About one foot high. Leaves. - Set close to the stem, simple, lance-oblong. Flowers. - Of two kinds : the earlier, more noticeable ones, yellow, solitary, about one inch across; the later ones small and clustered, usually without petals. Calyx. - (Of the petal-bearing flowers) of five sepals. Corolla. - Of five early falling petals which are crumpled in the bud. Stamens. - Numerous. Pistil. - One, with a three-lobed stigma.

These fragile bright yellow flowers are found in gravelly places in early summer. Under the influence of the sunshine they open once; by the next day their petals have fallen, and their brief beauty is a thing of the past. On June 17th Thoreau finds this "broad, cup-like flower, one of the most delicate yellow flowers, with large spring-yellow petals, and its stamens laid one way."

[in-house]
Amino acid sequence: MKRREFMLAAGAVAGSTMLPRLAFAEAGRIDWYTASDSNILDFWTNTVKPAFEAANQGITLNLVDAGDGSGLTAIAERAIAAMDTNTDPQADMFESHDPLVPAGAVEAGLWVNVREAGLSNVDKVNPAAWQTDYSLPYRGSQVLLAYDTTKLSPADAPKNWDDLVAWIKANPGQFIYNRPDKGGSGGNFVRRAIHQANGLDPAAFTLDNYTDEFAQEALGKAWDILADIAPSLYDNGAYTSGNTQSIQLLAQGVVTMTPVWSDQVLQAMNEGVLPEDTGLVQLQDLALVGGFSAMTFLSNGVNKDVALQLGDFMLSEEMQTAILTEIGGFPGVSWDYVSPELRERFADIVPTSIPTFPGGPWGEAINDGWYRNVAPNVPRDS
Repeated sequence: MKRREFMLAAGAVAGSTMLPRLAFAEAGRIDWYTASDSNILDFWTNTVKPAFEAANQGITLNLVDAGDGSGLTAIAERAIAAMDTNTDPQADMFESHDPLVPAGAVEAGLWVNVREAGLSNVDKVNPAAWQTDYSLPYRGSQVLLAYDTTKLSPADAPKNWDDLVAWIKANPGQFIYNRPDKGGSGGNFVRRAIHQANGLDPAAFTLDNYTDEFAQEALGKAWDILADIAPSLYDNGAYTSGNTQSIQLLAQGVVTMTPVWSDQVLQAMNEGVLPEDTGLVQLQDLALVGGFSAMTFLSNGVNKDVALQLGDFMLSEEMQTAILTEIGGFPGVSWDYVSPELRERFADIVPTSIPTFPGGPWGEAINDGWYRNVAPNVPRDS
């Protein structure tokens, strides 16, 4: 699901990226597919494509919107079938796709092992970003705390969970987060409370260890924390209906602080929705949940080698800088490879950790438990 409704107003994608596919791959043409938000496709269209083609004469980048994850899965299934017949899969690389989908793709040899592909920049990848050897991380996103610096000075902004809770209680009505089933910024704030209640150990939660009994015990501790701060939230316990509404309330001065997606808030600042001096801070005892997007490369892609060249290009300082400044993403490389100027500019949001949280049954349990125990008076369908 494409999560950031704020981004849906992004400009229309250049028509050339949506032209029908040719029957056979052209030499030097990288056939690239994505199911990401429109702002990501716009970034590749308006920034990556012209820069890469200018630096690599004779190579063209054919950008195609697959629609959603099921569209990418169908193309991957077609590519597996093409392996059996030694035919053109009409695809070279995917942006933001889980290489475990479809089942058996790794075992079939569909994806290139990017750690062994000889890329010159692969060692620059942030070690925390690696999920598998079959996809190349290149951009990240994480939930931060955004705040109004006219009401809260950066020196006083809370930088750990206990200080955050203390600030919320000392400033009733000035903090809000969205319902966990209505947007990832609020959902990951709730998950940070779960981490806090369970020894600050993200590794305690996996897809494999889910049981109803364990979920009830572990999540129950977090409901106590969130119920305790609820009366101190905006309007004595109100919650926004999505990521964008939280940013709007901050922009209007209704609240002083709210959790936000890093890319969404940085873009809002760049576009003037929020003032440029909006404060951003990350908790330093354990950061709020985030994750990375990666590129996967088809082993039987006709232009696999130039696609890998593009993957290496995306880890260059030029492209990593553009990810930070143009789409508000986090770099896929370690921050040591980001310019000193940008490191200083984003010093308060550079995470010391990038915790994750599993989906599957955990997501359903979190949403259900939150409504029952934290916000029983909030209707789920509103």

In the Vale of Sharon a nearly allied rose-colored species abounds. This is believed by some of the botanists who have travelled in that region to be the Rose of Sharon which Solomon has celebrated.

The name of frost-weed has been given to our plant because of the crystals of ice which shoot from the cracked bark at the base of the stem in late autumn.